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Minister: CCG nurse must not be corporate 'fig leaf'


Nurses sitting on GP commissioners’ governing bodies should be active decision makers and not merely provide a “fig leaf of involvement”, a health minister has said.

Paul Burstow was pressed on the issue by Baroness Shirley Williams, the influential Liberal Democrat peer, who said she was concerned there was “some discussion in the Department of Health at the current time… that these other representatives should [sit on] corporate governance boards as distinct from [being] decision makers”.

Baroness Williams, who repeatedly raised the issue at the party’s conference in Birmingham last week, said it was “crucial they [nurses] are a part of the decision making because often they know more about saving money [than doctors]”.

Mr Burstow responded: “That is exactly the intention. This is not about having a fig leaf of involvement.” He said the government was “making sure they [nurses] are an integral part of the decision making process”.

The requirement for a nurse, and a doctor with secondary care experience, to sit on the governing body was promised by the government following Nursing Times’ Seat on the Board campaign and an outcry from staff.

Baroness Williams said she was concerned nurses could be “whizzed off to some corporate board which meets four times a year”.

However, she expressed support for changes made to the government’s plans during the summer and suggested the reforms may now contribute to improving services.

She said she still had concerns - including the role of nurses - and would call for further changes when the Health Bill was debated in the Lords next month.

These should include changes to ensure the health secretary retained responsibility for securing provision of NHS services. She also said government regulations which will follow the bill – for example to set out governance rules for CCGs – should have to be reviewed by the Commons health committee rather than only being “rubber stamped” under the normal parliamentary process for regulations.

She said: “If we don’t do that the regulations might undermine everything we have done [in amending the bill/reforms].”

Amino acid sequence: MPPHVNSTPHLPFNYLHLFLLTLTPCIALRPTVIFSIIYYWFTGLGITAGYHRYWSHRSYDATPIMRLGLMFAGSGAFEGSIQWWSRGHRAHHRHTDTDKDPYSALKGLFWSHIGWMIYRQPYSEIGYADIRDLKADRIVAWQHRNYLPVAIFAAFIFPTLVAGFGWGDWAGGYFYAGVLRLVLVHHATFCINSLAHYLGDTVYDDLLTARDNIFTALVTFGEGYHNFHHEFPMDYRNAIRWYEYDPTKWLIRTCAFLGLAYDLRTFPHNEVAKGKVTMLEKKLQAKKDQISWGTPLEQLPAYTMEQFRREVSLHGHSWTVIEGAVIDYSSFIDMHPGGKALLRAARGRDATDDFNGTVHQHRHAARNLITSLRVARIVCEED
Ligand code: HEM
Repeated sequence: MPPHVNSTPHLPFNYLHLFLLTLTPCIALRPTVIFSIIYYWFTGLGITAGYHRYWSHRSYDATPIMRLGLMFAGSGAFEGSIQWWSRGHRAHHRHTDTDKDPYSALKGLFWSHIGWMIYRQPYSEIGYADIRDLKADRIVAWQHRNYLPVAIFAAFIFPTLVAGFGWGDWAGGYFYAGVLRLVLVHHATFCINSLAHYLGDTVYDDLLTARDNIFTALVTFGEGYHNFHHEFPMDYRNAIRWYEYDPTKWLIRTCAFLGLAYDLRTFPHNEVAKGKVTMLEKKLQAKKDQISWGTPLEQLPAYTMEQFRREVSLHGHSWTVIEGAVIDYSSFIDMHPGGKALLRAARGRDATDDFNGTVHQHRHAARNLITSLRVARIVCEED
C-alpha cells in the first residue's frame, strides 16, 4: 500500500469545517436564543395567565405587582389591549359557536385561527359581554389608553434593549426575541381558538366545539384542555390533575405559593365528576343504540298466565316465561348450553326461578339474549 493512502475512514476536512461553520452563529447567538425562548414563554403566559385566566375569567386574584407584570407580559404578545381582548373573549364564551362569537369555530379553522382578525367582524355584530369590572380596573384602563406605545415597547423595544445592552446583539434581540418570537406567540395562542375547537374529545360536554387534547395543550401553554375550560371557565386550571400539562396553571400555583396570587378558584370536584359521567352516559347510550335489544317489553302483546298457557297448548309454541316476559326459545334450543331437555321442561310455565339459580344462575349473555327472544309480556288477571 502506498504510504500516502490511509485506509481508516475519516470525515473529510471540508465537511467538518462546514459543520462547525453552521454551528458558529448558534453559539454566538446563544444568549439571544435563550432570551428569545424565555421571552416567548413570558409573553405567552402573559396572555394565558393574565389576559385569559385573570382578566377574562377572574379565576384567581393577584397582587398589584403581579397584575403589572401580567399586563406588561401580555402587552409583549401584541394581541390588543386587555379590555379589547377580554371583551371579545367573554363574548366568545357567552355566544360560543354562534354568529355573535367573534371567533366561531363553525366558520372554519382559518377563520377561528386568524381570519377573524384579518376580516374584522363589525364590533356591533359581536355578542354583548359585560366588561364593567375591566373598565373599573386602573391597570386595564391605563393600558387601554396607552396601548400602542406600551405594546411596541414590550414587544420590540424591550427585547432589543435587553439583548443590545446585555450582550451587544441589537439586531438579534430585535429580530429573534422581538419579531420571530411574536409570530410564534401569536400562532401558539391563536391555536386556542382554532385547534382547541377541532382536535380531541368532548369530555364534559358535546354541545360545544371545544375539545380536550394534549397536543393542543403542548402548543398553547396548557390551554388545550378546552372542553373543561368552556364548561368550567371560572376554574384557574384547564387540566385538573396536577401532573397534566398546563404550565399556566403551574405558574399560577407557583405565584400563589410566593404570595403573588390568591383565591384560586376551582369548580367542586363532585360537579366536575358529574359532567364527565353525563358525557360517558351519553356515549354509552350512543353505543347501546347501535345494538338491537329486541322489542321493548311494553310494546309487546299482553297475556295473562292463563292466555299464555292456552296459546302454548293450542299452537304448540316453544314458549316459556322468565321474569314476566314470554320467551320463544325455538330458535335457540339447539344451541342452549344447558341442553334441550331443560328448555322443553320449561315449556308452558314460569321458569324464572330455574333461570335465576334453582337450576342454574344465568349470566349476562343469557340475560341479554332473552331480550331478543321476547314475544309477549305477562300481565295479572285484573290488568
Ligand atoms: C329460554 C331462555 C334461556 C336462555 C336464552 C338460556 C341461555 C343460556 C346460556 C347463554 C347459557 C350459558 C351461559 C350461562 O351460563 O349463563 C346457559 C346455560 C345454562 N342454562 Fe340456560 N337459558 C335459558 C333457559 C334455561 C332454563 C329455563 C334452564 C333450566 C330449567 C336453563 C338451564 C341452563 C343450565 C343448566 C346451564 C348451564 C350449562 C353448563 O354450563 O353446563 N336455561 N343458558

Baroness Williams is also calling for plans to scrap foundation trusts’ private patient income cap to be dropped. Instead, she said, she wouldl propose a system where at least a majority of FTs’ income is from NHS patients; and each FT should agree a cap with the regulator Monitor. Currently each FT’s cap is set at a historic level.

Last week health minister Earl Howe indicated the government would amend the bill to require FTs to explain how their private income is benefiting NHS patients.

Earl Howe said in a Lords debate: “We are confident that, as and when the cap is lifted, private income will benefit NHS patients. We are determined that that should be seen to happen.

“However, we will explore whether and how to amend the bill to ensure that foundation trusts explain how their non-NHS income is benefiting NHS patients.”


Readers' comments (2)

  • Well done Baroness Williams for raising the issue, but I do take issue with the statement “crucial they [nurses] are a part of the decision making because often they know more about saving money [than doctors]”

    We are crucial because we have the most direct involvement with our patients, our clinical knowledge and skill is as high as a Doctors and our input into exactly how services are run and our patients are affected is as equally as valuable!

    Saving money! The bloody cheek!

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  • michael stone

    Of course it is about saving money - expressed as 'getting a better deal for the patients for the same outlay'.

    But this does bother me. I still cannot work out what the 'hospital doctor' is doing there, but the important bit here is to use the commissioning body to stop the GP Consortia from 'getting on both ends of the commissioning'.

    So in my opinion, the nurse and the two laymen, must be entirely disconnected from any of the GPs involved - so not their patients, not their clients, and not employed in any of the consortia GP Surgeries. The laymen should, in my view of this, be inputting 'the view of local lay patients who cannot be influenced by these particular GPs' - for example, it might be clinically more efficient to treat everyone at a single hospital 70 miles away, but patients like a short trip to hospital, other things being equal !

    Presumably the nurse is supposed to input a nursing perspective.

    And technical expertise about 'deal making' should be provided by people who are NOT part of that 'statutory 4' - I have no problem with people such as the GP's Practice Managers being in there, provided nobody associated with any of the GPs, has a 'checking on probity' role.

    The idea/claim/justification was that GPs understand the clinical needs of their patients better - that leads to a concept of GPs describing what needs to be purchased by way of secondary services. That is all it leads to - it doesn't even lead to a requirement that GPs need actually be on these boards, as they could send people such as practice managers to explain what needed to be purchased for patients.

    I think this will be twisted to suit political aims.

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